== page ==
I visited First Nations Court this past week in the Cowichan Valley. In the Halkomelem language Cowichan is Quw̓utsun̓, which means “the warm land”. I did not know what to expect when the directions took me to a place called River Road adjacent to the core of Duncan down a winding dirt road next to an embankment that once held a river but due to a severe drought the area is now referred to as a “dead zone”.
There were two security officers in uniform when I walked into the building attached to one of the Cowichan Tribes Big Houses and they pointed me into a long narrow room with one red horizontal stripe painted across the middle of the wall all around. Inside, four grey plastic folding tables were put together in the middle of the forming a square. There were only about a dozen people in the room when court commenced that morning. When the judge walked in, he was dressed in his robe, and everyone stood up as he took his seat at one of the chairs that had the word gym spray painted on the back in white with a stencil. After the judge was seated four Elders took their rightful place sitting in the four corners of the tables. There was room for a defense lawyer directly in front of the judge and the prosecutor to the judges left. Before court was called to session the judge asked everyone in the room to introduce themselves which is often customary in Indigenous legal orders.
The first accused was a young man charged with clamming out of season. His lawyer, dressed in suit and tie, first felt the need to explain why he had a huge band aid on his forehead before the proceedings. To the amusement of those in the room, he told us how over the long weekend he had been attacked by a swarm of hornets when cutting up an old tree stump. After everyone had a good laugh at his expense, the Elders were able to go around the circle and speak to the accused one by one sharing their insight and advice. One of the Elders reminded the young man that clamming out of season was not only against the law but that it could have also gotten people in the community sick as he had been collecting clams for a feast in an area that was off limits for that reason.
Many of the people in court that day were there for minor domestic incidents and when the Elders spoke to them you could sense the overwhelming emotion in the room. The Elders exemplified love and care when speaking in a gentle, kind and forgiving manner. Counsellors, court workers and community workers with job and educational resources on hand, were there at the ready to talk to the accused afterwards and offer them any help they would require in completing their mandatory requirements for reparation. The entire process was an informal and effective way of helping people rather than only punishing them and I was thankful to have bore witness. Even the judge made a joke or two about rap music with one of the defendants in an effort to be relatable and not so stuffy. Of course, there are still issues with lawyer case loads as one lawyer who claimed to have known the family of the accused for many years had mentioned to the court that he recently lost a close family member by way of a highway accident when in actuality their loved one had passed on from something completely unrelated which showed the “on the spot” guess work that can often be at play when lawyers are tasked with dealing with multiple case files.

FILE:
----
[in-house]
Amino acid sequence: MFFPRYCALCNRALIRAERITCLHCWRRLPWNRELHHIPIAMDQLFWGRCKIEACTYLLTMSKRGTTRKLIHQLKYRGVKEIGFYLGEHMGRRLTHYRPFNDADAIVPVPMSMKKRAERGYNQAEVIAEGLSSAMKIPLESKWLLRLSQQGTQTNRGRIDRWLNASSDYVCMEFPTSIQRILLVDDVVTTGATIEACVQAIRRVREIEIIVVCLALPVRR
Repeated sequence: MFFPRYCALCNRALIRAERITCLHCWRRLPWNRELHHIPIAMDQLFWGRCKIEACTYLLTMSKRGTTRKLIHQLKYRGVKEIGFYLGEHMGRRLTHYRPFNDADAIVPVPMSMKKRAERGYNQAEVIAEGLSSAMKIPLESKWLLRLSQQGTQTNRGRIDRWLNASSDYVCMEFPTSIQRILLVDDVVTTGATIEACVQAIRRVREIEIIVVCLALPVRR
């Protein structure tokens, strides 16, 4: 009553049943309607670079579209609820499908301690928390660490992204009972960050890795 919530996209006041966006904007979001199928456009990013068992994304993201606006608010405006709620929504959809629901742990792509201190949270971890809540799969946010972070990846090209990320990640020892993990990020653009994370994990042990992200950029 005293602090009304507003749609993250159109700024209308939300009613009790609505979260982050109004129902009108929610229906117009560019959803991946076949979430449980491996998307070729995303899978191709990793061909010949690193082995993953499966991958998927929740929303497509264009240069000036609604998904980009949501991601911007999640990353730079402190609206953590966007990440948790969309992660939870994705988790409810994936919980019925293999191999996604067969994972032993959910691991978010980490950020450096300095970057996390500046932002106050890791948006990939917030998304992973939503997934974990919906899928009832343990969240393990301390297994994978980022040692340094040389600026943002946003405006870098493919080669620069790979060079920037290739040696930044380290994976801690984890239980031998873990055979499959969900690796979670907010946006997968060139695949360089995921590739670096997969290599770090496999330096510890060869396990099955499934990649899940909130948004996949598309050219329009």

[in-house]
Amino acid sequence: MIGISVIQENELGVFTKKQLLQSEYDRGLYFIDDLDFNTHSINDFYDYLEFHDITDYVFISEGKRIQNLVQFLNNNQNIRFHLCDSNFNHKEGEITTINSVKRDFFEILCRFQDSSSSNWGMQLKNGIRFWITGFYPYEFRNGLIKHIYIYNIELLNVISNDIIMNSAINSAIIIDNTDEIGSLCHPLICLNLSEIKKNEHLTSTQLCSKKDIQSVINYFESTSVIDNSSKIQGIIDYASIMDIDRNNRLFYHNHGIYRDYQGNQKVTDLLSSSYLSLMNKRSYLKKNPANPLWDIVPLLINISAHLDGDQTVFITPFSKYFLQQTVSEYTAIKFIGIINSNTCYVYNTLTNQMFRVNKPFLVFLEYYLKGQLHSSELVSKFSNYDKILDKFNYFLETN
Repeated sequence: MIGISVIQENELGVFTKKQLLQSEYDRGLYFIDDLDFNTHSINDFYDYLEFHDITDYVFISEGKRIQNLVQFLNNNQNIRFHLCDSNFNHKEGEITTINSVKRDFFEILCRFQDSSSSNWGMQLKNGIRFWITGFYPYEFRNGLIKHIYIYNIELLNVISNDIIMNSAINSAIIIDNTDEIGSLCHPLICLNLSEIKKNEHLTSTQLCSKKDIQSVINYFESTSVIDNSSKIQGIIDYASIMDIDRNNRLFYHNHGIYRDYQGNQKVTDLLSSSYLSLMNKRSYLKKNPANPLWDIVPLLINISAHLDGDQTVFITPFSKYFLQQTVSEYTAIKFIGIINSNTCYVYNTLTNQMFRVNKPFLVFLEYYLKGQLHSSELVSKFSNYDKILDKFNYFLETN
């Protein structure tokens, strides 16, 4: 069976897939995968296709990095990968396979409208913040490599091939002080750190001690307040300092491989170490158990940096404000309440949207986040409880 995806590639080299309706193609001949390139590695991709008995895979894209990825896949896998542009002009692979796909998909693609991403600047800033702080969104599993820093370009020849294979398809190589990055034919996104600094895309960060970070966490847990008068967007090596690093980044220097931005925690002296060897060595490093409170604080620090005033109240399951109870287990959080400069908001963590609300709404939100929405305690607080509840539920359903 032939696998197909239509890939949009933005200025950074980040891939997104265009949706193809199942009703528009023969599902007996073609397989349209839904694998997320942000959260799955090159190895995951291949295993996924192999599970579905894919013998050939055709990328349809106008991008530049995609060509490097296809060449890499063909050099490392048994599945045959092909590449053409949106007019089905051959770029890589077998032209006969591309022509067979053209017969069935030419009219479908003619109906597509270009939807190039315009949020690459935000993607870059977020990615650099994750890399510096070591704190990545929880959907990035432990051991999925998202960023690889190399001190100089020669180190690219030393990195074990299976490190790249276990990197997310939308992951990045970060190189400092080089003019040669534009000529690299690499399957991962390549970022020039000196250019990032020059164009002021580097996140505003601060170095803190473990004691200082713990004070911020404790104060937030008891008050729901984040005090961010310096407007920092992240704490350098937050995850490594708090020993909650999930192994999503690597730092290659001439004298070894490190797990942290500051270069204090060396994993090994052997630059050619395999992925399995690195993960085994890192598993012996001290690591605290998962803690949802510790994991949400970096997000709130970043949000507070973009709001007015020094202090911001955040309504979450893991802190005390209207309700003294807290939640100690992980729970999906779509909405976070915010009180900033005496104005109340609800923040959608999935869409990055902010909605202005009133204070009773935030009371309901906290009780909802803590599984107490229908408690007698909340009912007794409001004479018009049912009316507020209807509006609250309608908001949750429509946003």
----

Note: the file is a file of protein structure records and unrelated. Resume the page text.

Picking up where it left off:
As someone who has sat in on this type of sentencing circle structure in community before and also within regular judicial criminal proceedings, I know that the former is extremely effective because there are supports in place for people long after the court is not in session and the one definitive factor is that the people who are there genuinely care, in particular the Elders.
It is the practice of both Indigenous law and common law side by side, equal, that eliminates the often rushed or backlogged court room. It also a space for healing, reflection, retribution, and respect of the two justice systems that are at play. In a country where we are seeing and upholding the value of Indigenous law more and more, we must learn how to harness it and utilize it further to create systemic changes in an entrenched legal system that all too often forgets about the humanity and dignity that everyone deserves. Rather than simply analyzing the logistics of a case and passing it off or focusing on the punishment we should be implementing First Nation’s courts across the country for accessible navigation that provides a path, especially for repeat offenders, out of the institutionalization of the justice system that so many Indigenous people are caught up in having been given an unfair chance to succeed.
This blog was written by Katlia Lafferty.